Tuesday, June 10, 2008

My Poor Car

Last night, I went to open the trunk of my car, and I couldn't.

I did a lot of jiggling of the key because for some time now I've been the only one who can open it, but I knew just where that secret sweet spot was that popped it open. That sweet spot seems to be gone now.

Add this to a long and growing list of things that no longer work on my car. Last week I finally discovered why my rear speakers were making a nasty buzzing noise- the polypropylene cones had dissolved into little flakes of plastic, this despite being only a couple years old. I blame that one on the brutal UV rays of the tropical sun, which have baked the paint off the hood and caused the fabric on Lucas' child seat to similarly break down.

The other things that used to work but no longer do include:
  • The air conditioning
  • The alarm
  • The automatic door locks
  • The driver's side door lock- still locks, but doesn't unlock
  • The bolt at the bottom of the oil pan that lets the dirty oil out
  • The rear wiper
  • The waterproof qualities of the body
  • The left rear running light
  • The hubcaps
Actually, that last one isn't true. The hubcaps are just gone- a couple broken, a couple stolen. Some of these are simple fixes, like the busted light bulb, and I actually tried to fix it once but they sold me the wrong bulb. The thing is, I may never get around to fixing it because I have no real incentive to do so. Cars here are not inspected, except nominally (ironically, for exactly things like this- lights, directionals, not mechanical things like brakes or anything) when you first put the plates on them. I will never be pulled over on the highway by a cop- not for speeding, not for missing safety equipment, not for throwing beer cans out the window. I've seen trucks, even buses, driving at night with no lights at all. I once saw a guy driving a motorcycle in the heart of the city with an open beer in his hand. The only way you get stopped here is when they do 'blitzes,' which is mostly a check for weapons that they perform from time to time. I did get stopped, and fined, at one of these once- my registration had lapsed (you do need to register your car) and they wanted to impound my car. It was the day of Lucas' first birthday party and I had bags of ice melting in my now unopenable trunk and I begged for mercy. First birthday parties being an extremely big deal here, I think that's probably why they took pity on me.

On the positive side, none of the car's essential systems are broken. My tires and brakes are good. I figure you need decent tires and brakes on your car or you're an irresponsible idiot. The rest... well, I want to fix it, I just can't afford to right now. Actually, I'd love to get a nicer, newer car (and I know a certain spouse who wishes I'd do the same) but that is out of the question. The funny thing is, with the exception of the trunk problem and the rear speakers, this is still the nicest, lowest-mileage car I've ever owned. It's got power windows and steering. It's got four doors. It's got a CD player. It's just that it kinda stinks of mildew in the winter and... it's gradually dying.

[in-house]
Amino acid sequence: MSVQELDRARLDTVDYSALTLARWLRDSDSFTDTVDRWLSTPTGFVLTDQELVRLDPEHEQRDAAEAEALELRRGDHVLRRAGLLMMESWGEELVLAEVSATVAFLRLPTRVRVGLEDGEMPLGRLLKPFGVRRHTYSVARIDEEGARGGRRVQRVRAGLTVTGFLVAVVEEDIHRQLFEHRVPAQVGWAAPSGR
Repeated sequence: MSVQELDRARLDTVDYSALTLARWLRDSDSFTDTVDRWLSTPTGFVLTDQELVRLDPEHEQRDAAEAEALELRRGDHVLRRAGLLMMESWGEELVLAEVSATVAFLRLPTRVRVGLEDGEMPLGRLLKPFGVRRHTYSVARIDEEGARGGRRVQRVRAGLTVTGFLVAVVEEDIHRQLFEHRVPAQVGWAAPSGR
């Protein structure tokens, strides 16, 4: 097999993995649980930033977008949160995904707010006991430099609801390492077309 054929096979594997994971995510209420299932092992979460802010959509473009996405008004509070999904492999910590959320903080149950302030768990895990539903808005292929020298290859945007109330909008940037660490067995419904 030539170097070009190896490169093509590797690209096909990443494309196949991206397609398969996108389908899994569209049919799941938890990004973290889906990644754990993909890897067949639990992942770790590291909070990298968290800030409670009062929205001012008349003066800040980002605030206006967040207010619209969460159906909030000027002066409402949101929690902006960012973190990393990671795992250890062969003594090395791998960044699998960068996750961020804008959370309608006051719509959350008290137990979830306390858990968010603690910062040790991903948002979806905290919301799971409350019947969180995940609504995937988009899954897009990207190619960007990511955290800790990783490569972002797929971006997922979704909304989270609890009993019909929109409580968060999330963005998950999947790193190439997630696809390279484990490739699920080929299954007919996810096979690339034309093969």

The further irony of this car is that I don't really need it. I live right in the heart of the city, and I can, and do, walk to almost everything I need to on a day to day basis. I really only use it to go to the supermarket, to get to Capoeira, and to go to Paripe. I sometimes drive it only once or twice a week. If it died tomorrow it really wouldn't be the end of the world, although I would be unhappy. Public transportation is pretty reliable here, but I can't stand riding on buses because half of the bus drivers are insane. I'd be tempted to ride a bike but the streets are just too crazy for that.

So here's hoping the next time I try to open that trunk it decides to cooperate.


Pedra said...

You are lucky that you have a car. I have thought about getting one, but not knowing how long I am going to stay here, I decided not to spend the money. The busses have been pretty good to me, but I do ride them in constant fear of the bus getting assaulted, or of getting assaulted while waiting for the bus, especially at night! And the crime rate rises dramatically during the month leading up to big holidays, such as the one coming up soon- São João. So here´s to safe riding for me and safe driving for you!

AkuTyger said...

When I moved here we had a corsa that had something new break on it weekly. Yet, unbelievably offers would be made to buy it all the time out and around the city. We finally managed to sell it to a neighbor here who is a card dealer and he gave us a nice deal on a white Gol that was stolen from right in front of our condo less than a year later. I won't even go into the insurance insanity that follows that.